Jayanti Basu, Monami Roy Chowdhury, Apurba Kumar Mitra
Hemophilia is a sex chromosome-gene-related bleeding disorder specifically for males in which an essential clotting factor in blood is either partly or completely missing. In case of any internalor external bleeding, injection of blood derivatives or the missing factor is the major treatment. In rural and even some urban areas, the diagnosis of Hemophilia is made quite late, even in late adolescence, either owing to negligence and ignorance of the parents, or worse still, occasionally due to wrong or uninformed medical practice. Even when diagnosis has been made correctly, owing to thehigh price of the processed blood factor, many Hemophilic patients In India are left untreated and suffer damage of joints and muscles. In more extreme cases of CNS bleeding or intracranial hemorrhage (ICH), even death may happen. At the same time, unprocessed whole blood obtained through standard blood donation procedure or other processed blood derivatives like plasma concentrate may be injectedand are supplied at some centers free of cost; but repeated injection of these derivatives exposes the patient to the risk of blood borne infections including HBV, HCV and HIV, or development of inhibitors.
These constraints are likely to give rise to a number of psychosocial problems for Hemophilic children. There is paucity of studies relating to the psychosocial condition of persons withHemophilia, and studies in India are practically negligible. A few studies abroad have theoretically emphasized the role of psychosocial factors and intervention (Casey & Brown, 2003; Jones, 2002), but only a few have actually conducted empirical studies. Two studies in the mid-nineties conducted in Kolkata highlighted the importance of such empirical work (Bhattacharyya et al., 1995; Basu &Bhattacharyya, 1995) by demonstrating differences between the persons with Hemophilia and normal controls in terms of some strategic psychological functions.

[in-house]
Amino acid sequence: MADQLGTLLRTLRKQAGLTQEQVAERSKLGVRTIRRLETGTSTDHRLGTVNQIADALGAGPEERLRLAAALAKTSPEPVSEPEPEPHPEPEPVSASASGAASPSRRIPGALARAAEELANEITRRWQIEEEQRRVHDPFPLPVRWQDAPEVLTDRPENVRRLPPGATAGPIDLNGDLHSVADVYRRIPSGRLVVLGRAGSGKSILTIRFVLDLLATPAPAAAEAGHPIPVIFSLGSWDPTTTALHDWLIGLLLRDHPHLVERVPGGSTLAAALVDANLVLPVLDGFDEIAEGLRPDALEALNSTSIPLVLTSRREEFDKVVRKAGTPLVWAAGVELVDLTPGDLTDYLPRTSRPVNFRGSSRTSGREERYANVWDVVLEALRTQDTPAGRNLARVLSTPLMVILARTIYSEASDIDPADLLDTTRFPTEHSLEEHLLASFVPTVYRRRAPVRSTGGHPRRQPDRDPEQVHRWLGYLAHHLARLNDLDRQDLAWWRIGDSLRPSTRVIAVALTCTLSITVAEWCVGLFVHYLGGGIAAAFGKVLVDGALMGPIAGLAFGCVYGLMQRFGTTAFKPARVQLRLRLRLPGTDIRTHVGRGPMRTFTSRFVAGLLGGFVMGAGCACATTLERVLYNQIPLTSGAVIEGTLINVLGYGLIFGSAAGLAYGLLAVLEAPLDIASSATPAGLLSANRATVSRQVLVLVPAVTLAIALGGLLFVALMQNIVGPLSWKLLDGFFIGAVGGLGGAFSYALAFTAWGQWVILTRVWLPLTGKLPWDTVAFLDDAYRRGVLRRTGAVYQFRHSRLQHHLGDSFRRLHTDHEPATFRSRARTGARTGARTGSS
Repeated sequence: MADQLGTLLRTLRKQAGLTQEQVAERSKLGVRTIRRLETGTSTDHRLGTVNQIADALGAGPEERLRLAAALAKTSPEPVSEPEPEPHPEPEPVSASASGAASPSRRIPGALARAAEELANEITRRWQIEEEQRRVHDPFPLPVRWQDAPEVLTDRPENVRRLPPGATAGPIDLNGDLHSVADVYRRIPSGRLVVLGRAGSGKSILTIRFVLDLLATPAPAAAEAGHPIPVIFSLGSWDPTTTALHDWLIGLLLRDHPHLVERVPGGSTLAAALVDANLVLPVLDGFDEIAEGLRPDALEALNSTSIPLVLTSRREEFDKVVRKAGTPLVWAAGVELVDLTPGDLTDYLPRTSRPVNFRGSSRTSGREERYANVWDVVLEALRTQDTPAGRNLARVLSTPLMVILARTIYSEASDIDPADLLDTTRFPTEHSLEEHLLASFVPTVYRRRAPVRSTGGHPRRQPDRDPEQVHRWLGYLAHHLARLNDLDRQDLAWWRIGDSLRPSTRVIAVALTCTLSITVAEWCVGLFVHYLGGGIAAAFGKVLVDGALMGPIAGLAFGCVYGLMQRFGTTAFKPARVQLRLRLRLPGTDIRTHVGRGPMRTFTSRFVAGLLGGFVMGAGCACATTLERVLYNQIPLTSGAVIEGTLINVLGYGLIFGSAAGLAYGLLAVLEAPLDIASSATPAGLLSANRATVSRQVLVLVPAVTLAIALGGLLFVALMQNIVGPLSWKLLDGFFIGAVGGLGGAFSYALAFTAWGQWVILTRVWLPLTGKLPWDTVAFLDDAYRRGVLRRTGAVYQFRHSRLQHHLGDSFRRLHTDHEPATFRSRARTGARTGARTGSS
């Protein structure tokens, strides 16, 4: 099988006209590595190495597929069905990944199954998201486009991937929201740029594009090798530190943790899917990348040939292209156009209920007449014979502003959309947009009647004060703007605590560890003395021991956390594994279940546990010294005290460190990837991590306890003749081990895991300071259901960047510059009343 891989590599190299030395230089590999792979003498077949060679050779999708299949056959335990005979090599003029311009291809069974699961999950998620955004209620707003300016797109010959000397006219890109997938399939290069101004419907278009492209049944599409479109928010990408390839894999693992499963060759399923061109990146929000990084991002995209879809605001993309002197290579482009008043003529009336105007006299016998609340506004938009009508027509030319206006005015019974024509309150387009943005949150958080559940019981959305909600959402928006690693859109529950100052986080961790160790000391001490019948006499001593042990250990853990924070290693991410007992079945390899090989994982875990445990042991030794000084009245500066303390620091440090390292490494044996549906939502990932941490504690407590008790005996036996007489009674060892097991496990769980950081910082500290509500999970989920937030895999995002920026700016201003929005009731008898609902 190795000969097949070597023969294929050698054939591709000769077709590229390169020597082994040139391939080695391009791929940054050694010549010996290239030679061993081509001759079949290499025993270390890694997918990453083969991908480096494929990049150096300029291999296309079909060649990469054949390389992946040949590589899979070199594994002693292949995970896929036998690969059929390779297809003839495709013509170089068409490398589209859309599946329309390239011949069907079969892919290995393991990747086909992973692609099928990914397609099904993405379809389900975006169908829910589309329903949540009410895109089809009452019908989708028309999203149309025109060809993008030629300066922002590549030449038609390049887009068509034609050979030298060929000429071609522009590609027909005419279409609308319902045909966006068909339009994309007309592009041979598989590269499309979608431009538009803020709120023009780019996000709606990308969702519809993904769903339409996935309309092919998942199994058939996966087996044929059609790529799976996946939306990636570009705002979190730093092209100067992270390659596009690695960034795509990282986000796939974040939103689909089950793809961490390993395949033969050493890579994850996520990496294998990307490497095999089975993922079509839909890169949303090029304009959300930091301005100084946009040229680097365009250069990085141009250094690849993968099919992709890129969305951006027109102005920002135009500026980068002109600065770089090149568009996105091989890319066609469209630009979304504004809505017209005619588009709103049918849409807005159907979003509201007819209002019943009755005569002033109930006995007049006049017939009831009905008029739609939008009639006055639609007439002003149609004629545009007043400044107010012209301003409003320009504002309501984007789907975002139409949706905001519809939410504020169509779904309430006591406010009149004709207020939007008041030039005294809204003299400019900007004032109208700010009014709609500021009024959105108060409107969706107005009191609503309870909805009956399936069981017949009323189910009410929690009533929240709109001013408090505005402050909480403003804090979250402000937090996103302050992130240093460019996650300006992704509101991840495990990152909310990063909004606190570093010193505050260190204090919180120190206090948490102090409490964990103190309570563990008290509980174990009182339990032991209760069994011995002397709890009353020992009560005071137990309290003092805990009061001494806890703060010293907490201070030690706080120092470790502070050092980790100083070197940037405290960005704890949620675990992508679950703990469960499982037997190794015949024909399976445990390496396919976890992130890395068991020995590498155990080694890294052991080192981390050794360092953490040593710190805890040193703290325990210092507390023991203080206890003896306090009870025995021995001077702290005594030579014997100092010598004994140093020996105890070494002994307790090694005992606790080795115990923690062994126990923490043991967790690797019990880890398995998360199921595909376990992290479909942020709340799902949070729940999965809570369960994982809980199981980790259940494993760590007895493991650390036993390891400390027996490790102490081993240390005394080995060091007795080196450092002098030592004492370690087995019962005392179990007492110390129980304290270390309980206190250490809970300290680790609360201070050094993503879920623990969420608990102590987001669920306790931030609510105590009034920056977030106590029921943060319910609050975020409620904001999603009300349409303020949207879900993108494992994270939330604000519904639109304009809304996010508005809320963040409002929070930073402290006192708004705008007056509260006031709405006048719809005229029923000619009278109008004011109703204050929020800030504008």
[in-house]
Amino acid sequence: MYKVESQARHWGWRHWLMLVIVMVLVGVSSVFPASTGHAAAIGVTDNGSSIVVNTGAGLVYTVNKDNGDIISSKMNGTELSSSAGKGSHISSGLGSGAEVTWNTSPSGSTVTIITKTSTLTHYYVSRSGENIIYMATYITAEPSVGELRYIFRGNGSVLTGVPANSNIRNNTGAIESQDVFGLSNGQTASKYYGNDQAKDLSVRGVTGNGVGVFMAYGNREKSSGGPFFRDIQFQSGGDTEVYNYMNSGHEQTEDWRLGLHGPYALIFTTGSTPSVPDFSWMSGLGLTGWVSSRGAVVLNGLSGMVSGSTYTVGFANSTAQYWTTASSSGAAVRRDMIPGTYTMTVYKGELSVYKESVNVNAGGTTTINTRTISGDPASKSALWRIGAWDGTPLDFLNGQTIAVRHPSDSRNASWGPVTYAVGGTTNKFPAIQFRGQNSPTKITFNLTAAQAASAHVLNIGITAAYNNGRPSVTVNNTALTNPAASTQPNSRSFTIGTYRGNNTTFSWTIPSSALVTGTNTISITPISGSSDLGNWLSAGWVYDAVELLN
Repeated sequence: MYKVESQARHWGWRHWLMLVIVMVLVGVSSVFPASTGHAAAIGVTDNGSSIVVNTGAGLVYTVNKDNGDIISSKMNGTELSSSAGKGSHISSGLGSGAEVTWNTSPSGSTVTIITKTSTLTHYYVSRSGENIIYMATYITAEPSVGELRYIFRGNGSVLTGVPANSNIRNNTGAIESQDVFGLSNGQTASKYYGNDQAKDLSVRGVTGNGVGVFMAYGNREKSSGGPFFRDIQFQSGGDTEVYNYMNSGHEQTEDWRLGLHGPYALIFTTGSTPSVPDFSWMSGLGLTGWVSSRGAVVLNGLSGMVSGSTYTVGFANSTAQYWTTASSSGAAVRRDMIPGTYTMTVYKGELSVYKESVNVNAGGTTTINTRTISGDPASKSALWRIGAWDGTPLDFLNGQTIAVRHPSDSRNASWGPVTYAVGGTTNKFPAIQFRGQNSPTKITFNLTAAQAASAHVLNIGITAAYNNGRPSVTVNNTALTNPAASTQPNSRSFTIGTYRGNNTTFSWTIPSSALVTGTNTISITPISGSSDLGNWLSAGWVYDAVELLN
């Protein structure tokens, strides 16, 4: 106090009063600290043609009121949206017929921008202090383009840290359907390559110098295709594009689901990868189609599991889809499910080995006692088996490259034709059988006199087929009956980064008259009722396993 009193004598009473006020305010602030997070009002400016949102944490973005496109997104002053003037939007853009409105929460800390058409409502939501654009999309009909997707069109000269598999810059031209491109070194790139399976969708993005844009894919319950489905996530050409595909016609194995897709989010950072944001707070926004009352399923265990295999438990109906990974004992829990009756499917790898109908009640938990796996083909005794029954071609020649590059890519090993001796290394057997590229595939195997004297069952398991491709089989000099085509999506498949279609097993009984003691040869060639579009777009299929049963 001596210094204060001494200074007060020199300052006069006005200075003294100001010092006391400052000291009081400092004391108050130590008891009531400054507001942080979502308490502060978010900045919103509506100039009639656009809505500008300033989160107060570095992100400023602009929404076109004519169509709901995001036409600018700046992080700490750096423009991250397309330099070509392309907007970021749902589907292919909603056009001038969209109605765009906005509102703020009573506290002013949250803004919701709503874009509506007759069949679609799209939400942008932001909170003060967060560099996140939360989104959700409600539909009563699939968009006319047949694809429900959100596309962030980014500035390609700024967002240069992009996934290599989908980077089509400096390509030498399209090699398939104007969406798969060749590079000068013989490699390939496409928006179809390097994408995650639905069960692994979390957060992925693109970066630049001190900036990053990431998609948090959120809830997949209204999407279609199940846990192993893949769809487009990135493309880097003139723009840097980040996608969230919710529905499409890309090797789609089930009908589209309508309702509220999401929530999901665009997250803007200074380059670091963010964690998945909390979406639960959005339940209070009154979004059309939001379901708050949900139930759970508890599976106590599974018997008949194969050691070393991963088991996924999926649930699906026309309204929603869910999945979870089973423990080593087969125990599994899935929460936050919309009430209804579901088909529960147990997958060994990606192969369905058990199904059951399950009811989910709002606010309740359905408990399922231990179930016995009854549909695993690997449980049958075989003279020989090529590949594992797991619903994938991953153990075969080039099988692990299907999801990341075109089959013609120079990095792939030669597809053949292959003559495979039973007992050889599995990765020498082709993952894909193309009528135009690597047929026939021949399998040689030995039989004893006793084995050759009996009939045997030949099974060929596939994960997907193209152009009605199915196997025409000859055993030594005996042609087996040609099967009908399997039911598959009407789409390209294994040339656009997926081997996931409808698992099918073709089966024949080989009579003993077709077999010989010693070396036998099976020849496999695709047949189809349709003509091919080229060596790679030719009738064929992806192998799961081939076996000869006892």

Children with Hemophilia are often deprived of normal experiences of childhood owing to their recurrent bleeding episodes, fear of viral infection contraction and related psychological problems. The ICH, though infrequent, might alsoaffect neuropsychological functioning. A number of studies have revealed neuropsychological impairment in persons with Hemophilia (Kulkarni & Lusher, 1999; de Tezanos et al., 1992; Bale et al., 1992; Revel-vilk et al., 2004).
While there is no clear reason for the Hemophilic children being less intelligent than their normal counterparts, some studies reveal that Hemophilics are lower on themeasure of intelligence in comparison to normal (Hooper et al., 1997). This may be accounted for by the risk of ICH or due to the factor that Hemophilics have a tendency to deploy much of their intellectual faculty to attain relative independence from environmental stressors. Other studies do not support the intellectual decline in Hemophilics (Handford et al., 1986; Mayes et al., 1988; Riabov et al.,1989).
In terms of personality, Hemophilic children suffer the possibility of psychopathological development due to repeated hemorrhages. Certain studies have been conducted which support this viewpoint (Gutton, 1976; Clingman et al., 1979). However other studies conducted on Hemophilic persons have shown that they have normal scores on per-sonality, mood and behavior assessment. (Handford etal., 1986; Mayes et al., 1988; Canclini et al., 2003). Literature reveals that in case of chronic diseases social sensitivity and defensive social behavior increase, and the patient may tend toward avoidance of negative self presentation by adhering strictly to normative social behaviour and thus limiting one’s free socialization (Carnrike Jr. et al., 2005). A significant study using a measure...